Canadian Forest Service Publications
Annual aboveground carbon uptake enhancements from assisted gene flow in boreal black spruce forests are not long-lasting. 2021. Girardin, M.P., Isabel, N., Guo, X.J., Lamothe, M, Duchesne, I., et Lenz, P.; Nature Communications. 12, 1169.
Issued by: Laurentian Forestry Centre
Catalog ID: 40323
CFS Availability: PDF (request by e-mail)
Available from the Journal's Web site. †
† This site may require a fee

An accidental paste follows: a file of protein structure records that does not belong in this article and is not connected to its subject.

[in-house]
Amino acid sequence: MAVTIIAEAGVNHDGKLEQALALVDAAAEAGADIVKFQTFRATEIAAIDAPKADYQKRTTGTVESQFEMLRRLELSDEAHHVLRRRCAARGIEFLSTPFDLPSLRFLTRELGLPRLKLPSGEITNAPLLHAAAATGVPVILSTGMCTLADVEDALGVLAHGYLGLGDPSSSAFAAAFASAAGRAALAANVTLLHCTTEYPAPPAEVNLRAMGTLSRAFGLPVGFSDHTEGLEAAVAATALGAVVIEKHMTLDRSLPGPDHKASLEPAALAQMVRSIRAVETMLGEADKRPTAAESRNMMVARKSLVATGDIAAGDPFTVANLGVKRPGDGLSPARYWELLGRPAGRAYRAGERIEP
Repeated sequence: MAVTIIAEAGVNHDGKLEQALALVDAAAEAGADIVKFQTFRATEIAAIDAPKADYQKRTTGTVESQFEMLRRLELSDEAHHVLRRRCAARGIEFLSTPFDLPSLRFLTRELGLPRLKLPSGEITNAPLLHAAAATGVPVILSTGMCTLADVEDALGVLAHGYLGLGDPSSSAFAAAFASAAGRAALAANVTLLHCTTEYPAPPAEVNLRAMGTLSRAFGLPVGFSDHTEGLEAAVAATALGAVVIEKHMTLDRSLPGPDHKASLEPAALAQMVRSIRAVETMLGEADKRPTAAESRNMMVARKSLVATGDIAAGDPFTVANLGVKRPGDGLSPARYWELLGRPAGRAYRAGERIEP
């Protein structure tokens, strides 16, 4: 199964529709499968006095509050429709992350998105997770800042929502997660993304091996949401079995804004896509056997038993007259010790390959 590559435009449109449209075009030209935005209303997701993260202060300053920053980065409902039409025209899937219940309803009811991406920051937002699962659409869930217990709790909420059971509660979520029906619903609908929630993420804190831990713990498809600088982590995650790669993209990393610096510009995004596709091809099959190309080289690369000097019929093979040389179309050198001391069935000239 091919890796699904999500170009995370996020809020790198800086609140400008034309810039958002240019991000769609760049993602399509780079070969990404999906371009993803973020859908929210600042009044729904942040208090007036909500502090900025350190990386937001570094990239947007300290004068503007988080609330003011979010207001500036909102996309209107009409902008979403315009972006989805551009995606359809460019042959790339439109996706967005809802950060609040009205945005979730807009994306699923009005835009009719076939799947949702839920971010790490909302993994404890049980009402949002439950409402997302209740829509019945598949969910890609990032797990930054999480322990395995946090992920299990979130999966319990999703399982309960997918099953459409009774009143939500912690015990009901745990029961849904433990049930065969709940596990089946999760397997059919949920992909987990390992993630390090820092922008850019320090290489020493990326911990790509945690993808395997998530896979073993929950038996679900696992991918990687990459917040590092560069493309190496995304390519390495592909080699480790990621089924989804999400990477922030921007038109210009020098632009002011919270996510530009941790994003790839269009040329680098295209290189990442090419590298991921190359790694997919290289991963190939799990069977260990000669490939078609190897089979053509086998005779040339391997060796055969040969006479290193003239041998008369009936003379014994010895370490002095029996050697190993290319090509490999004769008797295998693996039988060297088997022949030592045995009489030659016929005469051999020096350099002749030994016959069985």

Assisted gene flow between populations has been proposed as an adaptive forest management strategy that could contribute to the sequestration of carbon. Here we provide an assessment of the mitigation potential of assisted gene flow in 46 populations of the widespread boreal conifer Picea mariana, grown in two 42-year-old common garden experiments and established in contrasting Canadian boreal regions. We use a dendroecological approach taking into account phylogeographic structure to retrospectively analyse population phenotypic variability in annual aboveground net primary productivity (NPP). We compare population NPP phenotypes to detect signals of adaptive variation and/or the presence of phenotypic clines across tree lifespans, and assess genotype‐by‐environment interactions by evaluating climate and NPP relationships. Our results show a positive effect of assisted gene flow for a period of approximately 15 years following planting, after which there was little to no effect. Although not long lasting, well-informed assisted gene flow could accelerate the transition from carbon source to carbon sink after disturbance.